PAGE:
Jeanne Barnard on The Peninsula Singers: a Post-Pandemic Reinvention

Numerous studies have proven that singing in groups provides a wide array of benefits, including assisting with depression and grief and relieving stress. That’s because the activity triggers endorphins, which creates positive feelings and possibly even changes pain thresholds in the process.

Whatever the science, singing in groups simply makes a person feel good – something retired kindergarten teacher and Gibraltar alumna Jeanne Barnard has known for years.

After leaving the county briefly for college in Milwaukee, Barnard returned home, met her future husband and married him in 1973. It was the same year when she discovered an informal group of singers who would eventually become The Peninsula Singers.

At that early stage, the group was a collection of singing friends who met once a year to perform Handel’s Messiah at Christmas. Barnard saw a greater potential in the group’s musicality, and building that potential into something larger became a passion project that she’s pursued for the past 47 years – first as a member and, for the past two years, as the group’s president.

The choir began in 1979 as The Peninsula Chamber Singers with 25 members. That membership has fluctuated over the years, from 40 to 130 people, ranging in age from young professionals to those in their 90s. Barnard said that high school students are most welcome, too, but their school schedules have usually prevented them from getting involved.

During non-COVID times, the choir holds two concerts a year: one at Christmastime and one usually the week after Mother’s Day. The Peninsula Singers comprises the main choir and a smaller, invitation-only group that’s focused on more easy-listening, popular songs that the group can share at events where a large choir wouldn’t be appropriate. The group has performed locally at church services, for Rotary meetings, and at Scandia Village and other retirement homes; and it has had paid performances at the Maritime Festival and for a service at Ephraim’s Anderson Dock.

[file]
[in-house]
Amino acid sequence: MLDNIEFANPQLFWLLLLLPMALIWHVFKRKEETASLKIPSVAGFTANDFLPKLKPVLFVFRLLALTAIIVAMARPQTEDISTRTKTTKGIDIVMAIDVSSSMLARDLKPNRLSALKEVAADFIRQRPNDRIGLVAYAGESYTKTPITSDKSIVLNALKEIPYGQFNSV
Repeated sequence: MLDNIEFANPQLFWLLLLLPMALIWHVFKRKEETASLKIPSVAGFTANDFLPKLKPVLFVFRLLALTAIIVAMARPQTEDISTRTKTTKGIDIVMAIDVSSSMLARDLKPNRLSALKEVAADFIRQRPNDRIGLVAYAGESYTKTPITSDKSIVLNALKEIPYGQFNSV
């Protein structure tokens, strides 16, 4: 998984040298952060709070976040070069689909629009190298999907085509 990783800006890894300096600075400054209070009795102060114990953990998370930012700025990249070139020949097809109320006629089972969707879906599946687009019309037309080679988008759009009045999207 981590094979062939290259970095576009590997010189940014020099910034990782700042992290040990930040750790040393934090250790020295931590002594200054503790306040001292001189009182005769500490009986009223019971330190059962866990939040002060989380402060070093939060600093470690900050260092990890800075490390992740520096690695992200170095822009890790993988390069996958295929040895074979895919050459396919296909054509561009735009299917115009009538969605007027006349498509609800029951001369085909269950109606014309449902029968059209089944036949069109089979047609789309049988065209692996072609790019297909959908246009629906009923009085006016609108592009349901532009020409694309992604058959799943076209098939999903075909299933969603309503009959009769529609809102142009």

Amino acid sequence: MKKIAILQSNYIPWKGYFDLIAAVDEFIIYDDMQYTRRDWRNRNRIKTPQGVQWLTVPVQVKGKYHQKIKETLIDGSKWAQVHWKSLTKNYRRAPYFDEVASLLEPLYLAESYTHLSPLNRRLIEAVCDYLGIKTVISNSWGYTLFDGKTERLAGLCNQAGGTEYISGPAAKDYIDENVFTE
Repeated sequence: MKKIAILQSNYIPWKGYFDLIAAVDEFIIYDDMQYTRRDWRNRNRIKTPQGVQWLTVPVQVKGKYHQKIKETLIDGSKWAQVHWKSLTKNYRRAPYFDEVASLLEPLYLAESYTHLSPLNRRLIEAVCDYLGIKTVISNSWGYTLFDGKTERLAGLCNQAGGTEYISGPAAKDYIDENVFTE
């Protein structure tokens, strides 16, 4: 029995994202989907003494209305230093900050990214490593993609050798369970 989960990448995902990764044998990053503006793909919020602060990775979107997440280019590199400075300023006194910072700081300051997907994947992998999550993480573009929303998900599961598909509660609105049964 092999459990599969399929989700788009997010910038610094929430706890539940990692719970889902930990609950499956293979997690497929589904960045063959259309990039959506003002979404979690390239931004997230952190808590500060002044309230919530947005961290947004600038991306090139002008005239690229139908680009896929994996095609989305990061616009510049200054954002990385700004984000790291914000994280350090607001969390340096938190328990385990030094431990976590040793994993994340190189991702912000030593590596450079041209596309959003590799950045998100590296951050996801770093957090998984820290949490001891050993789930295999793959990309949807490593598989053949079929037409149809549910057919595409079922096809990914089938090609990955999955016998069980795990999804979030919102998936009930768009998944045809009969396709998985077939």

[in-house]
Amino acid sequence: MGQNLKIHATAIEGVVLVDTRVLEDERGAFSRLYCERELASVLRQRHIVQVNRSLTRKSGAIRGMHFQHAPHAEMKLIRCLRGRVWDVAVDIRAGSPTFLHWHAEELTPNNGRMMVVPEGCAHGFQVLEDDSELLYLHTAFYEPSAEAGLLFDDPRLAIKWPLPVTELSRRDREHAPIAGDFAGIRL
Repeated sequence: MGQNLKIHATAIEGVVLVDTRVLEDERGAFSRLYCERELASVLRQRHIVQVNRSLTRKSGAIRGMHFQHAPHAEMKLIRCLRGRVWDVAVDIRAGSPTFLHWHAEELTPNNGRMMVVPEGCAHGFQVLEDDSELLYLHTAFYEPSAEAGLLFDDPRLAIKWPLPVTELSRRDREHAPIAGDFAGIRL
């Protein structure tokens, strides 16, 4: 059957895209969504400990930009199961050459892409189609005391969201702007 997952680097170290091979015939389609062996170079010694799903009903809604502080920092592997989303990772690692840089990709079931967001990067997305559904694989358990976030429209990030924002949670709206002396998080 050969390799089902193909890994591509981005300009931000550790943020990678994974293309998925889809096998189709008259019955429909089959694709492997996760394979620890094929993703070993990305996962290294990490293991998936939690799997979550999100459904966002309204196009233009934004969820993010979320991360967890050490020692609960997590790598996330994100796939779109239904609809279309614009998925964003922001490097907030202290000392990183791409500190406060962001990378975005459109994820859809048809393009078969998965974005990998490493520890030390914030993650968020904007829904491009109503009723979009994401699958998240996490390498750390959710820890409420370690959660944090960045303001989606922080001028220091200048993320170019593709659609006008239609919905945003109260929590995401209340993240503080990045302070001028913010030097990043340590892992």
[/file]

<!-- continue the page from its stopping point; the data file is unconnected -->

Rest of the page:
The choir hasn’t met since March of 2020 and has already canceled the 2021 spring season because all of its members must be vaccinated before they can safely reconvene. 

Despite the 2020 setbacks, choir members are looking positively toward a fall 2021 season and aim to use this period of downtime for planning and rethinking how they operate.

“The pandemic has been devastating to us,” Barnard said. “For many of us, singing is our very heart and soul, and to not be able to sing has been soul wrenching, to say the least. But it has also forced us to look at how we’re doing things and what we could do differently to make sure people know they’re welcome to join in.”

Plans include reevaluating rehearsal nights and locations to encourage broader membership, and members want to welcome new Door County residents who had relocated to work remotely in 2020 and are now sticking around. The choir board is also hoping more post-pandemic community involvement is on the horizon.

“Maybe it’s someone saying, ‘I’ve had enough of home and I’m ready to get out and do something,’” Barnard said, “or maybe they were singers when they were in high school or college, and they just didn’t have the oomph to do it before. After being quarantined for as long as we have been, they might be thinking, ‘It’s time for me to get out and do something!’”

There’s no audition process to join; members don’t need to read music; and interested singers must simply attend the first rehearsal and pay a small fee that covers the cost of the music. 

“We also have scholarships available,” Barnard said. “It shouldn’t be closed to anybody.”

To find out more, contact Barnard at [email protected] or visit

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